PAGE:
Salvation Army Faces Lawsuit for Bupe Discrimination in Its Rehabs

    On May 18, Justice Catalyst Law announced a federal lawsuit against the Salvation Army on behalf of Mark Tassinari, who was discharged from the Christian charity organization’s Boston Adult Rehabilitation Center in 2018 after he began taking buprenorphine to manage his opioid use disorder (OUD).

    The Salvation Army has a troubling history of denying treatment at its rehabilitation centers to anyone taking medication for opioid use disorder (MOUD). “This is an access case,” Lucy Bansal, counsel at Justice Catalyst Law, told Filter. “People with opioid use disorder who receive [MOUD] shouldn’t have fewer options available to them for rehabilitation than people who don’t.”

    In addition to urging the Salvation Army to reverse its exclusionary policy, the lawsuit also asks the organization to compensate Tassinari and thousands others who have been denied a spot at its rehab facilities for taking MOUD, or denied their medication while they were there, the Boston Globe reported. According to state data, opioid-involved overdose fatalities increased by 5 percent in Massachusetts last year.

    “Because of the Salvation Army’s close relationship with the prison and probation system, a simple policy change could potentially save thousands of lives.”

    The Salvation Army serves thousands of formerly incarcerated people in its Adult Rehabilitation Centers and Programs each year. For many of them, it’s their only option—in some regions, Salvation Army ARCs might be the only rehabs available. 

    “Because of the Salvation Army’s close relationship with the prison and probation system, a simple policy change—ending [MOUD] discrimination—could potentially save thousands of lives and make a significant, lasting impact on re-entry outcomes,” Bansal said.

    The exclusionary practice makes it even more difficult for LGBTQ drug users to access services. The Salvation Army has a documented history of discrimination against queer and trans people—its affiliated drug clinic has blatantly refused trans people as patients or tenants. Even longtime corporate cheerleader Chick-fil-A has been pressured into pulling its donations to the organization. 

    “I remember being locked up and we would all joke about the Salvation Army,” Michael Cox, executive director of Black and Pink Massachusetts, told Filter.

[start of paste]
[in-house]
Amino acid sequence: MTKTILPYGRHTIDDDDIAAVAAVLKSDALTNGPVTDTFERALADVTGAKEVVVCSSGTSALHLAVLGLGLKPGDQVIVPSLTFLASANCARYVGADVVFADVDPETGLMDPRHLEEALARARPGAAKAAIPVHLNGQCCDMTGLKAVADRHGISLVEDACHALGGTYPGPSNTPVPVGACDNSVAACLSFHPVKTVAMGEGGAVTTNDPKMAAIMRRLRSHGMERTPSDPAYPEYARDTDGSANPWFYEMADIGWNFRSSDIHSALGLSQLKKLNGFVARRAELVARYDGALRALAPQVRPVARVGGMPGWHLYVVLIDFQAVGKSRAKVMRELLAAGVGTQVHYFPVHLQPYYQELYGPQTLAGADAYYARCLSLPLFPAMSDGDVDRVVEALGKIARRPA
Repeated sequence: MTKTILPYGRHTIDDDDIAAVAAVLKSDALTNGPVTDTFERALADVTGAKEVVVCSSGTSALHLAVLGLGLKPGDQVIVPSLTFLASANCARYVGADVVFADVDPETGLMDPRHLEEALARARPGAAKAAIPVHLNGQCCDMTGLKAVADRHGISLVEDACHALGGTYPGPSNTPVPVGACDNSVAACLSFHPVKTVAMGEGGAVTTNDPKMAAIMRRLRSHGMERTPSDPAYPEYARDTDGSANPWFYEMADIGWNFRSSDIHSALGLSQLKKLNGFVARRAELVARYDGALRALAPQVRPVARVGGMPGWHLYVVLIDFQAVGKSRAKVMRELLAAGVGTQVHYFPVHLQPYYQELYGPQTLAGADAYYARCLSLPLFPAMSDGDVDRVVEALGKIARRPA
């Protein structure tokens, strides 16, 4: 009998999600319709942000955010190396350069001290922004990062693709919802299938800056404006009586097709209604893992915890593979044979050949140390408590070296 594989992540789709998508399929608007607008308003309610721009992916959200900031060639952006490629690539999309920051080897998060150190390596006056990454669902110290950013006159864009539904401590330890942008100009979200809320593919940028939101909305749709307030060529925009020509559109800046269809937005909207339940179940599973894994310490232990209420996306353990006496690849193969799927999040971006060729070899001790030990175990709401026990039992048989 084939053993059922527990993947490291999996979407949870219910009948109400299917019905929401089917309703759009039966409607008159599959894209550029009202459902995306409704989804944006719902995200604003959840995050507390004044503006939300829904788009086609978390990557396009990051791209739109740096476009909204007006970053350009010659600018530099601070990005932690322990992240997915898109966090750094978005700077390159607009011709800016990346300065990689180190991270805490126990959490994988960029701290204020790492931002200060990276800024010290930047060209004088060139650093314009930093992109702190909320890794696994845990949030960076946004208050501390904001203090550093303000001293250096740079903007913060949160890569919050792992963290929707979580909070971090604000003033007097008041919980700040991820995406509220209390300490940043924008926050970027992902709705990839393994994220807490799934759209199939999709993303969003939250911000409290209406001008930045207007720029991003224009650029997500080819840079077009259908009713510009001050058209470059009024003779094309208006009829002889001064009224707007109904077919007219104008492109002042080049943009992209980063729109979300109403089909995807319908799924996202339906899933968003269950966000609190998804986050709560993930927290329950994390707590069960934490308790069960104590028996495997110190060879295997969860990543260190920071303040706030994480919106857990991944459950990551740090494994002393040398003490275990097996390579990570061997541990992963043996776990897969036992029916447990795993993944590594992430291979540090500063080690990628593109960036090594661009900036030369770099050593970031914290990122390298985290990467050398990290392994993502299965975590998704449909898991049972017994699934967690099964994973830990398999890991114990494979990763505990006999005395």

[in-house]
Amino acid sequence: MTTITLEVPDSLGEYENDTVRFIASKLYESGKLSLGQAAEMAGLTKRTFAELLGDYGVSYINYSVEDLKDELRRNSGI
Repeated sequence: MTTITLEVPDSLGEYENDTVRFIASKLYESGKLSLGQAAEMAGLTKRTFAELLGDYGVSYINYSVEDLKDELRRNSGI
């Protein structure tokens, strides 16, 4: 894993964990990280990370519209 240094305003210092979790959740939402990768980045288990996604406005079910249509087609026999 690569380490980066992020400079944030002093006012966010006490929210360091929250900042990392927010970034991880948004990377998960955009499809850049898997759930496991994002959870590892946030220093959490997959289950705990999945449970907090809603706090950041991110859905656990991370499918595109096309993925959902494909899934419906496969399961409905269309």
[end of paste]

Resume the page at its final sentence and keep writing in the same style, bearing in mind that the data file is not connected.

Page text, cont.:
Cox said that the organization can be a last resort for those in dire need of support for housing or medical care, even if they’re LGBTQ. “We’re looking at disproportionate rates of homelessness, substance use and incarceration [in our community] that is usually coupled with release [from prison] at some point,” he explained. “All of these pathways lead to needing services that the Salvation Army provides.”

    Multiple community-based organizations do serve LGBTQ populations in some parts of the state, including people impacted by incarceration and addiction. Whose Corner Is It Anyway is a western Massachusetts mutual aid and harm reduction group led by low-income sex workers who use criminalized drugs, led by the same current and former sex workers who also run the DecrimMA coalition alongside Black and Pink Massachusetts. Other prominent organizations serving people impacted by the state’s carceral system include Justice 4 Housing, Families for Justice as Healing and Massachusetts Bail Fund.

    Recently, the Salvation Army has been attempting to redeem itself by claiming to “love and serve everyone.” But how inclusive can it really be if it rejects people for accessing evidence-based medical treatments like MOUD?

    “[The Salvation Army] has the capacity to offer services and volume that a lot of [community organizations] don’t offer,” Cox added. “They have the potential to polish what could be a diamond in the community, but instead, they just fall back on this antiquated thinking that causes more harm.”

     


     

    Photograph via Salvation Army

    • Adryan Corcione

      Adryan is a journalist and writer covering drugs and policing. Their reporting has appeared in publications including Rolling Stone, Teen Vogue, Vice and Complex. They live in New York City.

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